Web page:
When New York Gov.
began facing calls to resign over allegations of sexual harassment, billboard messages, rallies and social-media posts suddenly appeared in support of him.
The reason: die-hard Cuomo fans who have joined forces in several Facebook groups to strategize ways to show their support for the governor. One of the biggest is “Women for Governor Cuomo,” a private fan club of about 1,100 members who are mostly women over age 55. One of its members has even earned thanks from the governor for her efforts of support.
Some of the women have urged followers in the private group to call state officials, respond to Mr. Cuomo’s accusers and rivals on Twitter, attend rallies and contribute thousands of dollars for pro-Cuomo advertising. Those include banners flown over New York beaches and a billboard ad on a highway in Albany. Others have attacked on social media the former Cuomo aides who have accused him of sexual harassment.
Some members said in the group that they were flooding an official hotline that was set up for tipsters by lawyers working for the state Assembly impeachment committee and leaving positive messages about the governor.
New York state Assemblyman
who oversees the chamber’s impeachment probe, declined to comment about messages that investigators have received.
While the women press on different fronts, many of them have talked, planned and relayed their activities in the Facebook group that started after Mr. Cuomo began facing calls for his resignation earlier this year.
“Support for the governor is what brought us all together,” said
a moderator for the Facebook group she named “Women for Governor Cuomo” and treasurer of a smaller group of women raising money to support the governor.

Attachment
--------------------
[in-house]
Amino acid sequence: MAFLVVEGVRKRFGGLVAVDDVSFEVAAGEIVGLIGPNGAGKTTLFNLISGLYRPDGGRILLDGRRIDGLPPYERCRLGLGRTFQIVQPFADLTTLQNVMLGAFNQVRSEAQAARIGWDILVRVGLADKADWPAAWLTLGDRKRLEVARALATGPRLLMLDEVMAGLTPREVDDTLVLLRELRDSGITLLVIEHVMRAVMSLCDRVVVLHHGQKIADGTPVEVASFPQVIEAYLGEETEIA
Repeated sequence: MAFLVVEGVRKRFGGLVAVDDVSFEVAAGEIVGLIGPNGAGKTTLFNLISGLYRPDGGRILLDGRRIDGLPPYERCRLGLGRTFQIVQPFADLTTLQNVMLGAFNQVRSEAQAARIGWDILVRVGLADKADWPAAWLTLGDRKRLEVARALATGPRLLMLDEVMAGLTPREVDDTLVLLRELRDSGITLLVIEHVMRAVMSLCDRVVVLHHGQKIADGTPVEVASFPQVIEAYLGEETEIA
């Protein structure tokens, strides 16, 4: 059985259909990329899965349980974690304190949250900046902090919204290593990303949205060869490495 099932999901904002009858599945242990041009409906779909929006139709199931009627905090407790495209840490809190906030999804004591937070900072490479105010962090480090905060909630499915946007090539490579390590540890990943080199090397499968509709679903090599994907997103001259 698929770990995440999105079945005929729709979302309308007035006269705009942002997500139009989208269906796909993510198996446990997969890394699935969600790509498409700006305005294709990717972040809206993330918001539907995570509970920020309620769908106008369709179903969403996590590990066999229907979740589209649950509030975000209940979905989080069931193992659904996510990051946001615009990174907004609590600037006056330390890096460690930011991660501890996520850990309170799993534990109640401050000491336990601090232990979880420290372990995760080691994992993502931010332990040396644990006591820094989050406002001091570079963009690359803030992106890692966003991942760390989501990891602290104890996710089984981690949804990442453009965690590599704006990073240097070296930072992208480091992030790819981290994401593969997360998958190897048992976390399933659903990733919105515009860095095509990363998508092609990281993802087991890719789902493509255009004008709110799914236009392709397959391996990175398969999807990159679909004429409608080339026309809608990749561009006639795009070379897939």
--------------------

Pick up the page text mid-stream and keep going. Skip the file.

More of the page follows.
Mr. Cuomo has been depending on such public support to ward off calls for his resignation by some of the state’s top Democratic lawmakers, including fellow Sens.
and U.S. Rep.
As he’s been left politically isolated, he and his inner circle have seized public support and polls showing a slight majority of New York voters say he shouldn’t resign. His biggest support is among Black voters and New Yorkers aged 55 and older, polls show.
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In the “Women for Governor Cuomo” group, nearly 70% of the women are aged 55 and older, according to Facebook data provided by the group’s moderators.
Five current and former aides have accused Mr. Cuomo of sexual harassment or inappropriate behavior in the workplace. One current aide accused Mr. Cuomo of groping her in the governor’s executive mansion last year. A former aide,
said when she worked in the governor’s office Mr. Cuomo called her sweetheart, touched her on her lower back at a reception and once kissed her hand when she rose from her desk.
The governor has denied allegations of inappropriate touching and apologized if his behavior offended anyone. Mr. Cuomo has asked New Yorkers to withhold judgment until an independent review overseen by state Attorney General
is completed. Nearly two dozen Democratic women in the state Assembly have signed a letter saying that Ms. James’s office should be given space to complete its investigation.
Federal prosecutors are also examining the state’s policies regarding Covid-19 in nursing homes.
Ms. Morley said Mr. Cuomo is aware of the women’s efforts. Last month, one group member posted on the group’s Facebook page a letter from Mr. Cuomo thanking her for her support. “Please be sure to pass along my sincere gratitude to other members of your group,” the letter said.
a senior adviser for the governor, didn’t dispute the veracity of the letter. He said Mr. Cuomo’s campaign sends many such letters, and the governor, his campaign and his aides aren’t involved in nor have they funded the women’s activities.
“The people of this great state know [the governor] works night and day for them and—while we believe that negative discourse should be discouraged on every side—to the extent there are those outwardly supportive of our efforts, we appreciate it and thank them,” Mr. Azzopardi said.
Ms. Morley, a 41-year-old theater director who lives outside of Buffalo, said many people in the “Women for Governor Cuomo” group believe the allegations of sexual harassment against the governor are politically motivated. She said she and other moderators don’t condone all the activities in the Facebook group, including the coordination of some Twitter responses to accusers. “What I’ve told them is if they want to do that, to not be a jerk, because then it’s going to make us look bad,” she said.